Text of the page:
State by state, a powerful union comes to Edwards' aid
John Edwards suffered a blow last week when the the Service Employees International Union decided it would make no national endorsement in the fight for the Democratic presidential nomination. But his concerted effort to embrace causes espoused by the labor group -- which represents a wide swath of healthcare workers, as well as janitors, various government employees and others -- has paid off after all.
SEIU leaders at the state level were given free rein to back a candidate, and early today Edwards was rewarded with the nod from the Iowa chapter. Every little bit helps in the state where the nomination battle officially begins, but the union is not exactly a heavy hitter in Iowa -- it boasts only about 2,000 members.
Turns out, though, the move by the Iowans was simply the start of a deluge. This afternoon, SEIU chapters in nine states signed up to help Edwards -- including California (656,000 members), Washington state (103,000 members), Michigan (70,000 members) and Oregon (46,000 members).
Look for a fair number of these folks to be making plane reservations to Des Moines -- the SEIU's national leaders ruled that chapters endorsing the same candidate can join forces on behalf of their choice.
Conversely, a chapter that lines up behind a particular candidate cannot engage in political work in a state where the SEIU members have made a different pick.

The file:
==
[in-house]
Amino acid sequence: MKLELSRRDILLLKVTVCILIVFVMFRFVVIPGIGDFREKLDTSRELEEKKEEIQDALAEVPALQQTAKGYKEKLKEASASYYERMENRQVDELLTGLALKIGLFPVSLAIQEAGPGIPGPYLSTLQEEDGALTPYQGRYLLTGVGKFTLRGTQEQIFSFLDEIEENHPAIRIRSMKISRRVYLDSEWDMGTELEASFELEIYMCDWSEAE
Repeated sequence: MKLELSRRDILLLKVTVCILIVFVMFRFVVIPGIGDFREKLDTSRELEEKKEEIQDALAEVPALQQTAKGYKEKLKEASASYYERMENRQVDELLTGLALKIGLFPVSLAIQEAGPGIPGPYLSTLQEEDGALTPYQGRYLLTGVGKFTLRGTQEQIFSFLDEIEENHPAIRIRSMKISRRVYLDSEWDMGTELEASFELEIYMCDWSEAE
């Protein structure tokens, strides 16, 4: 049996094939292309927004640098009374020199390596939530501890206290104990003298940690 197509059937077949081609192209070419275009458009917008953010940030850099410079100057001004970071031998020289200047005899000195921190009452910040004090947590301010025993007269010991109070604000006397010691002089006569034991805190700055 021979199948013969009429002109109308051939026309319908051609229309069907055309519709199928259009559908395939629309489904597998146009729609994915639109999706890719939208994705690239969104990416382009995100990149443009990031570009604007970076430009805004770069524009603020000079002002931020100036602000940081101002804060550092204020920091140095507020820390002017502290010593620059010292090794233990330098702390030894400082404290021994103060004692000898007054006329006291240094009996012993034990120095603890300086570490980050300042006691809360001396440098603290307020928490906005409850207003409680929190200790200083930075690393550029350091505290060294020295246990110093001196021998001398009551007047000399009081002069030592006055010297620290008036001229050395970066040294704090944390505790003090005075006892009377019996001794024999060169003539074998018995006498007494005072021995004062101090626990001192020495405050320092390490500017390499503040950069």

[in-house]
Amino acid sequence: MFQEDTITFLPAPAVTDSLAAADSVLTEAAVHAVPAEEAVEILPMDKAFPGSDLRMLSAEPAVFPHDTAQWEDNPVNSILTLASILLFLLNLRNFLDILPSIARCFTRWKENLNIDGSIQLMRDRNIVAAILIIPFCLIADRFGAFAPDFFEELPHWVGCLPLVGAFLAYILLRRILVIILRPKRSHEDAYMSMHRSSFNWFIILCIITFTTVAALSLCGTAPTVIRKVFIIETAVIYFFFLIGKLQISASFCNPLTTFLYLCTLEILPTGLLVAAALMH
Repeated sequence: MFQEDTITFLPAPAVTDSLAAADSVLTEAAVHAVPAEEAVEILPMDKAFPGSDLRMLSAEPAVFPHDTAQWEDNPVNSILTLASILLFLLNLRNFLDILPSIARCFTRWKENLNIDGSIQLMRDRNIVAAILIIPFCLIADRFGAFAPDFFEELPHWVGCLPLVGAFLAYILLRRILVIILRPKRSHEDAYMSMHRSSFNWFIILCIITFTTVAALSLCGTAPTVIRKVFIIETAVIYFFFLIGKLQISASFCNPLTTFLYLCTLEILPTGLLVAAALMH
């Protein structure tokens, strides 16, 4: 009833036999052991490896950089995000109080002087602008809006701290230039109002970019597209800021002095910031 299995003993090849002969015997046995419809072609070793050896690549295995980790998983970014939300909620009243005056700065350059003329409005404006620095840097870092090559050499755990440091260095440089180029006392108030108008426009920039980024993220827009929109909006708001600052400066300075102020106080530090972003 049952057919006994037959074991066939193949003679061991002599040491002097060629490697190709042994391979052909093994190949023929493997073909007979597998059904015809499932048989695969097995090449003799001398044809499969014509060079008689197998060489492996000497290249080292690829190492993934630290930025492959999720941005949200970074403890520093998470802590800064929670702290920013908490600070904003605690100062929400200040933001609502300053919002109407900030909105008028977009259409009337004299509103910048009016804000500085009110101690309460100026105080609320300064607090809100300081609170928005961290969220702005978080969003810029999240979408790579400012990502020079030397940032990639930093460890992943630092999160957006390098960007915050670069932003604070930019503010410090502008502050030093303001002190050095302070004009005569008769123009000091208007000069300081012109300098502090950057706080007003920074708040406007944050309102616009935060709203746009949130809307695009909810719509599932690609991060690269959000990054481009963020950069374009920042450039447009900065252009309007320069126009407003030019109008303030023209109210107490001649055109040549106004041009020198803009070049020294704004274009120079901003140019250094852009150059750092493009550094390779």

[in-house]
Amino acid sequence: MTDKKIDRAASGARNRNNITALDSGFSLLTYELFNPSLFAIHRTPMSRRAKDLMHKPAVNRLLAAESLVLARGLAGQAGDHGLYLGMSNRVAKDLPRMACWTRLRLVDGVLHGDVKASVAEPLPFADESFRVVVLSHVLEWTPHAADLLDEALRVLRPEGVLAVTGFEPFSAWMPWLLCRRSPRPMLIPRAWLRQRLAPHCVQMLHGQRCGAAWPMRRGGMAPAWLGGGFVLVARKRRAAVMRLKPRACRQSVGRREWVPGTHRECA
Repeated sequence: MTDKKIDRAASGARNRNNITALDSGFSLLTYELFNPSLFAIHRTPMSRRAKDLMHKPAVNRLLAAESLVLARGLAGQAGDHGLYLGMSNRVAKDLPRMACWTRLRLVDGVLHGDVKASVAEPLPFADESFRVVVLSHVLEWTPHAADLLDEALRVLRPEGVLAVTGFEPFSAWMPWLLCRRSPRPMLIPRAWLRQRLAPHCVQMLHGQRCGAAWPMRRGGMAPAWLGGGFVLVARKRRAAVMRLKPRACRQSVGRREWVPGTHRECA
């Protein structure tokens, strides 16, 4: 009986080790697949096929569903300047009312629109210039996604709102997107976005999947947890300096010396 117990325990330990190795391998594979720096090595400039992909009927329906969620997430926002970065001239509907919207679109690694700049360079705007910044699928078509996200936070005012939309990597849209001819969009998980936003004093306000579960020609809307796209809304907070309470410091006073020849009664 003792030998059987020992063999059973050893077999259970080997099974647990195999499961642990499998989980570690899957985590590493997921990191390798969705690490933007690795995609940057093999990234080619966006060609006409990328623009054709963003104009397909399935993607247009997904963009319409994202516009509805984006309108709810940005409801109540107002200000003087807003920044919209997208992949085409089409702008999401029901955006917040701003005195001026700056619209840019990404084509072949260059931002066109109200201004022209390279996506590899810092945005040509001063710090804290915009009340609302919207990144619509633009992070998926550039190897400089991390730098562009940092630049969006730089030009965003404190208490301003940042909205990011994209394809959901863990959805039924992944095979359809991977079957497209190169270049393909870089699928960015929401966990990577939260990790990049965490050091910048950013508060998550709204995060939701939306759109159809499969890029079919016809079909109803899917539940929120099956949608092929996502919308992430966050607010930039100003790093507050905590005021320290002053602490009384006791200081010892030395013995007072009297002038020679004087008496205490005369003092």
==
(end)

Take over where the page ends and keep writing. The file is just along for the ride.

This is bad news for Barack Obama, who today won the support of the Illinois and Indiana union chapters (combined, they have about 170,000 members).
Edwards has bent over backwards to offer himself ...
as the candidate most closely aligned with the interests of working stiffs -- especially those with lower-paying jobs -- and the endorsements from the SEIU chapters provide a strong validation of that claim. Indeed, as he this evening began a three-day, event-filled jaunt through Iowa, he immediately spotlighted his new best friends.
Several SEIU leaders joined him for an appearance at a medical research building in Iowa City, including Californian Sal Rosselli, president of the union's United Healthcare Workers-West unit. He declared that Edwards would be nothing less than "the best labor president in the history of the United States.”
Even as Edwards basks in such comments, the ghosts of Dick Gephardt and Howard Dean must haunt his campaign in Iowa. In the 2004 Democratic primary fight, Gephardt's effort in Iowa was powered -- almost solely, as it turned out -- by support from the nation's older unions. Dean, meanwhile, had secured the national backing of the SEIU and other newer labor organizations.
Both men saw their presidential hopes effectively end with poor showings in the Iowa caucuses (the surprise of Edwards' second-place finish was topped only by John Kerry capturing first place). So will it be different this time around? Will help from key labor activists translate into a better result for their candidate on caucus night?
In Edwards' case, it just might. After running -- and doing well -- in Iowa last time around, he has done a good job of maintaining a network of loyalists. Aides with other Democratic campaigns, in moments of candor, give the Edwards' operation a tip of the hat, largely due to the intensity of his backing. So, potentially, the SEIU members who travel to Iowa from Los Angeles and Seattle and Detroit and elsewhere will plug into an efficient, well-oiled network that knows how to make effective use of their time and energy.
It would seem that the Edwards plan for derailing the Hillary Clinton express and overcoming the enthusiasm Obama generates would hinge on such a scenario.
-- Don Frederick